[PATCH v4 00/79] Address some issues with PM runtime at media subsystem
johan at kernel.org
Thu Apr 29 15:17:13 UTC 2021
On Thu, Apr 29, 2021 at 12:18:16PM +0200, Mauro Carvalho Chehab wrote:
> Em Wed, 28 Apr 2021 17:50:08 +0200
> Johan Hovold <johan at kernel.org> escreveu:
> > On Wed, Apr 28, 2021 at 04:51:21PM +0200, Mauro Carvalho Chehab wrote:
> > > 1. despite its name, this is actually a PM runtime resume call,
> > > but some developers didn't seem to realize that, as I got this
> > > pattern on some drivers:
> > >
> > > pm_runtime_get_sync(&client->dev);
> > > pm_runtime_disable(&client->dev);
> > > pm_runtime_set_suspended(&client->dev);
> > > pm_runtime_put_noidle(&client->dev);
> > >
> > > It makes no sense to resume PM just to suspend it again ;-)
> > This is perfectly alright. Take a look at ov7740_remove() for example:
> > pm_runtime_get_sync(&client->dev);
> > pm_runtime_disable(&client->dev);
> > pm_runtime_set_suspended(&client->dev);
> > pm_runtime_put_noidle(&client->dev);
> > ov7740_set_power(ov7740, 0);
> > There's an explicit power-off after balancing the PM count and this will
> > work regardless of the power state when entering this function.
> Ok, but this should equally work:
> ov7740_set_power(ov7740, 0);
> as there's no additional cleanup made on this particular driver
> between pm_runtime_get_sync() and pm_runtime_put_noidle().
No, that would break the driver as I pointed out to you yesterday:
If the device is already suspended when remove is called then you'll
end up with an unbalanced call to ov7740_set_power() that will try to
disable an already disabled clock.
> > So this has nothing to do with pm_runtime_get_sync() per se.
> Yes, but some patches on this series are cleaning up the driver release
You mentioned this example as an argument against using
pm_runtime_get_sync(), which I don't think makes sense.
> > > 2. Usual *_get() methods only increment their use count on success,
> > > but pm_runtime_get_sync() increments it unconditionally. Due to
> > > that, several drivers were mistakenly not calling
> > > pm_runtime_put_noidle() when it fails;
> > Sure, but pm_runtime_get_async() also works this way. You just won't be
> > notified if the async resume fails.
> Granted, it makes sense along the pm_runtime kAPI.
> It is inconsistent with the behavior of kobject_get*() and other
> *_get*() methods that are based or inspired on it, as, on those, the
> operations are atomic: either everything succeeds and it doesn't return
> an error, or the usage counter is not incremented and the object
> state doesn't change after the call.
Right, and I'm aware that some people have overlooked this. But its not
the end of the world since hardly any driver can handle resume failures
This is mostly just an exercise to shut up static checkers.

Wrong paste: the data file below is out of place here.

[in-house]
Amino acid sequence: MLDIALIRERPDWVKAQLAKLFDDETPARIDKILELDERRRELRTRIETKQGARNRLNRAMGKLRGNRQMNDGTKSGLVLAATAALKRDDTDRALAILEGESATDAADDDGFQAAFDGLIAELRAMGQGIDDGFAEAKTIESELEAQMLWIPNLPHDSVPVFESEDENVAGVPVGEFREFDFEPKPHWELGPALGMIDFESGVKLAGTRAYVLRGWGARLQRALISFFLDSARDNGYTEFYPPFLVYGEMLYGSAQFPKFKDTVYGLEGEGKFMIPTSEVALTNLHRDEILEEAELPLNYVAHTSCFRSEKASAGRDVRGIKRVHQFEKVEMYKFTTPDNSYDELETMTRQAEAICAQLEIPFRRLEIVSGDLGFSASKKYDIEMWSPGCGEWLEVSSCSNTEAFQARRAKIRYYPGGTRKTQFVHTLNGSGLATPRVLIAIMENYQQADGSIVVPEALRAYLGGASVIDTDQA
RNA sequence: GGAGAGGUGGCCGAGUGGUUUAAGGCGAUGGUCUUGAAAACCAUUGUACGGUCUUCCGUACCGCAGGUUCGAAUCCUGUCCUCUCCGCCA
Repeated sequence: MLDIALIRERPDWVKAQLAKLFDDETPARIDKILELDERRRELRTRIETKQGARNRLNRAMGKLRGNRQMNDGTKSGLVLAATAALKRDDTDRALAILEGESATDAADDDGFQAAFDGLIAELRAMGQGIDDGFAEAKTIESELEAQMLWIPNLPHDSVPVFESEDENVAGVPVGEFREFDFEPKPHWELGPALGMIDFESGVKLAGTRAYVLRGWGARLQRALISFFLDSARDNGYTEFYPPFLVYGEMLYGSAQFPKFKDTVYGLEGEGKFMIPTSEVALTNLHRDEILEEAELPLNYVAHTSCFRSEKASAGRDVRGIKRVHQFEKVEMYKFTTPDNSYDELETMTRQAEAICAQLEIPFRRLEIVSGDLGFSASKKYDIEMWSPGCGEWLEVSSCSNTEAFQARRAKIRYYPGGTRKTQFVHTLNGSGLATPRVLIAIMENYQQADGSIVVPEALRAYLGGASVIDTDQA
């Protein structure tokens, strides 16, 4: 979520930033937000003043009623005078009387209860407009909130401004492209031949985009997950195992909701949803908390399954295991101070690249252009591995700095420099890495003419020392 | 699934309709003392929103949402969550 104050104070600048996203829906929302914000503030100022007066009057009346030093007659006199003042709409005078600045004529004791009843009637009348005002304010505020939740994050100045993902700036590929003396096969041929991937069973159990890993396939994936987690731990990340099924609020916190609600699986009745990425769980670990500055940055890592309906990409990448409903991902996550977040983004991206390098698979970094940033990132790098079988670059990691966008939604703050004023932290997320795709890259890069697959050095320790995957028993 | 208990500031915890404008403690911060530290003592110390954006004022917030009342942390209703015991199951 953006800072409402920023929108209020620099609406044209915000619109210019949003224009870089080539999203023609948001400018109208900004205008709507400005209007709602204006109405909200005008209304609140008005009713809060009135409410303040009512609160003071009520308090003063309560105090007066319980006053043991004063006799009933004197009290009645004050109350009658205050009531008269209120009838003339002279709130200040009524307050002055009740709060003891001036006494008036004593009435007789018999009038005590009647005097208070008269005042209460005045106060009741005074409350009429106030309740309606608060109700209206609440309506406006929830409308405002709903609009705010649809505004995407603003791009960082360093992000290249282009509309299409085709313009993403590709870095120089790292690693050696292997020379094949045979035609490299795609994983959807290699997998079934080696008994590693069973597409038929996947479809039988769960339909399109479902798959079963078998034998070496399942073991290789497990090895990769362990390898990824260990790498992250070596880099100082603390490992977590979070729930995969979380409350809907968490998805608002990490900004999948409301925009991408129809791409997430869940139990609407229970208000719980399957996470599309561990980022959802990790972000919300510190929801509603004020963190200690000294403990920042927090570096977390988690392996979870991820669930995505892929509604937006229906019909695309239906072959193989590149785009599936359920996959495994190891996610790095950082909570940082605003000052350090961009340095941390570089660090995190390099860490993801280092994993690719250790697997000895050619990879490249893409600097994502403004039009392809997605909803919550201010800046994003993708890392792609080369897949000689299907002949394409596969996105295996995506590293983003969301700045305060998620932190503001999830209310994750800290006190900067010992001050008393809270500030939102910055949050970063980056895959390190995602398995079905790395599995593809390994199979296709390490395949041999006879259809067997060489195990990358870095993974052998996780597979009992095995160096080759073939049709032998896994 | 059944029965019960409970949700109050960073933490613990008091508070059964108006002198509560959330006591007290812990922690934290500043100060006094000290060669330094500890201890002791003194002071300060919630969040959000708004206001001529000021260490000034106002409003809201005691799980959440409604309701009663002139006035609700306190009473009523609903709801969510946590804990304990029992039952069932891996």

> > > 3. The name of the new variant is a lot clearer:
> > > pm_runtime_resume_and_get()
> > > As its same clearly says that this is a PM runtime resume function,
> > > that also increments the usage counter on success;
> > It also introduced an inconsistency in the API and does not pair as well
> > with the pm_runtime_put variants.
> Agreed. A name that would be more consistent with PM runtime would
> probably be:
Naw, since the get part always succeeds.
It should start with pm_runtime_get, but pm_runtime_get_sync() is
> as there are already:
> But any such discussions are out of the scope of this patchset ;-)
> > > 4. Consistency: we did similar changes subsystem wide with
> > > for instance strlcpy() and strcpy() that got replaced by
> > > strscpy(). Having all drivers using the same known-to-be-safe
> > > methods is a good thing;
> > It's not known to be safe; there are ways to get also this interface
> > wrong as for example this series has shown.
> Very true. Yet, it is a lot simpler to use functions that won't change
> the state of the objects when returning an error, as this is by far
> the most common pattern within the Kernel.
A resume failure does change the state (and needs to be recovered from),
but I get what you're saying.
> Human brains are trained to identify certain patterns. When there's
> something using a similar pattern, but with a different behavior,
> our brains are more subject to fail identifying problems.
Sure. But I'm not sure that having two interfaces with different
semantics to do the job is doing us any favours here. But again, that
discussion has already been had.
And I realise that this is partly also your motive here (even if the old
interface isn't going to go away).
> > > compile-tested only.
> > > Patches 1 to 7 fix some issues that already exists at the current
> > > PM runtime code;
> > >
> > > patches 8 to 20 fix some usage_count problems that still exists
> > > at the media subsystem;
> > >
> > > patches 21 to 78 repaces pm_runtime_get_sync() by
> > > pm_runtime_resume_and_get();
> > >
> > > Patch 79 (and a hunk on patch 78) documents the two exceptions
> > > where pm_runtime_get_sync() will still be used for now.
80 patches in one series (posted to lkml) is a bit excessive. Perhaps
you can break it up in a fixes part and one or more cleanups parts?
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